Your July 11 editorial “Surplus? What Surplus?” fails to recognize that the main rationale for a tax cut should not be whether the U.S. Treasury has a budgetary surplus. Rather, it is the need to help reverse the downward trend in the economy that has prevailed for the past 12 months.
The Times also failed to consider the secondary effects of tax cuts. When cuts are made, disposable income increases; spending then increases and job growth is stimulated. Idle economic resources are returned to use. Furthermore, job growth means more income for the Social Security and Medicare trust funds, income that is greatly needed because the future liabilities of these programs are so seriously underfunded.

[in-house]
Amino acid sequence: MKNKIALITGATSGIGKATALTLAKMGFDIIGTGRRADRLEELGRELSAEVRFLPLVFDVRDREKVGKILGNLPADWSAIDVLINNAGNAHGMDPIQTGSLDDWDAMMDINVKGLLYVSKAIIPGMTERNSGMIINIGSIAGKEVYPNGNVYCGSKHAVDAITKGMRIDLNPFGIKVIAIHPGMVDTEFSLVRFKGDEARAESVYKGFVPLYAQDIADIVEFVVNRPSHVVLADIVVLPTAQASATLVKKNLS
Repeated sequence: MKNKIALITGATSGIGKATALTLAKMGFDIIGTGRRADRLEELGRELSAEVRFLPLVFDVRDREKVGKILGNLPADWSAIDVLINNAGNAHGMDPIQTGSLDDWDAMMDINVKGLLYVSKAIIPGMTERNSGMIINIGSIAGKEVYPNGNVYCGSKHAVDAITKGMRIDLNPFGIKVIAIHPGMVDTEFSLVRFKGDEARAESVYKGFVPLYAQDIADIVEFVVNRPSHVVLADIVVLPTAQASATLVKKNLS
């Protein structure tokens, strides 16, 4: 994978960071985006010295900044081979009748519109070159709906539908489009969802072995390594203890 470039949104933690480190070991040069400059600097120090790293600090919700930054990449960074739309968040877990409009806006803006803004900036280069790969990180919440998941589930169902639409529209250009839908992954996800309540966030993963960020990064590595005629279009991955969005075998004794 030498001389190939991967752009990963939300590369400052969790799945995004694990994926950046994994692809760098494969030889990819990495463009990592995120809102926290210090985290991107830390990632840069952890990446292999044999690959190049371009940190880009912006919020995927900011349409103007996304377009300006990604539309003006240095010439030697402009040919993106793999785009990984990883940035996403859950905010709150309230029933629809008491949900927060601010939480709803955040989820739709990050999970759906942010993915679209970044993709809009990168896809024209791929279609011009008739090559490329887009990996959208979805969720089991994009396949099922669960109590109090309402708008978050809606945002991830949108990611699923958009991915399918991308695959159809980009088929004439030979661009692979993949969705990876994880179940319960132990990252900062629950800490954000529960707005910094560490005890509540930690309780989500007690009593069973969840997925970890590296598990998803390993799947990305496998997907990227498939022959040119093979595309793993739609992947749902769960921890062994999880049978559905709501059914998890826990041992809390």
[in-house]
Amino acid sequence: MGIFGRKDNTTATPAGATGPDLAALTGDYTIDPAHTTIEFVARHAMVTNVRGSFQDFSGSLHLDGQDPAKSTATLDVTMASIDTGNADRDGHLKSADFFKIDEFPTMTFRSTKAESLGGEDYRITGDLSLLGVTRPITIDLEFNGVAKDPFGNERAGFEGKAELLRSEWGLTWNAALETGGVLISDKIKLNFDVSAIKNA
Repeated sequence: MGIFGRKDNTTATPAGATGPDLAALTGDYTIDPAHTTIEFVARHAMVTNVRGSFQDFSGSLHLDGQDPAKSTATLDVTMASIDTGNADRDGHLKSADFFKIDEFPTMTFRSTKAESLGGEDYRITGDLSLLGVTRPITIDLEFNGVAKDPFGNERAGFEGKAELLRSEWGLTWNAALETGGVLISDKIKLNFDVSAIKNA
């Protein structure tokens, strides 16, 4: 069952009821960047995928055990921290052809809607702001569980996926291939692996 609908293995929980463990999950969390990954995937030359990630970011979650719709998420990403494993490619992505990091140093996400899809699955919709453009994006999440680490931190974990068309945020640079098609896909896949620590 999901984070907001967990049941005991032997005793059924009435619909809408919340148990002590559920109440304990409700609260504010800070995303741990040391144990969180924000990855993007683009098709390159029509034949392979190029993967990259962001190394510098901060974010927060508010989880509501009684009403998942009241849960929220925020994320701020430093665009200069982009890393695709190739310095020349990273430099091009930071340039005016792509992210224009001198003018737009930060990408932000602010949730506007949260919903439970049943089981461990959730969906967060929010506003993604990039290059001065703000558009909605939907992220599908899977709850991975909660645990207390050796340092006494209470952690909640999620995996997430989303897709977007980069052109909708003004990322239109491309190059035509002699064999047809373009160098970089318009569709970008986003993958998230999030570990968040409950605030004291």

Finally, to help meet the future spending needs of the U.S. Treasury, it will be much better to have a healthy economy than one that is operating at a subpar level.
Theodore A. Andersen
Professor of Finance (Emeritus)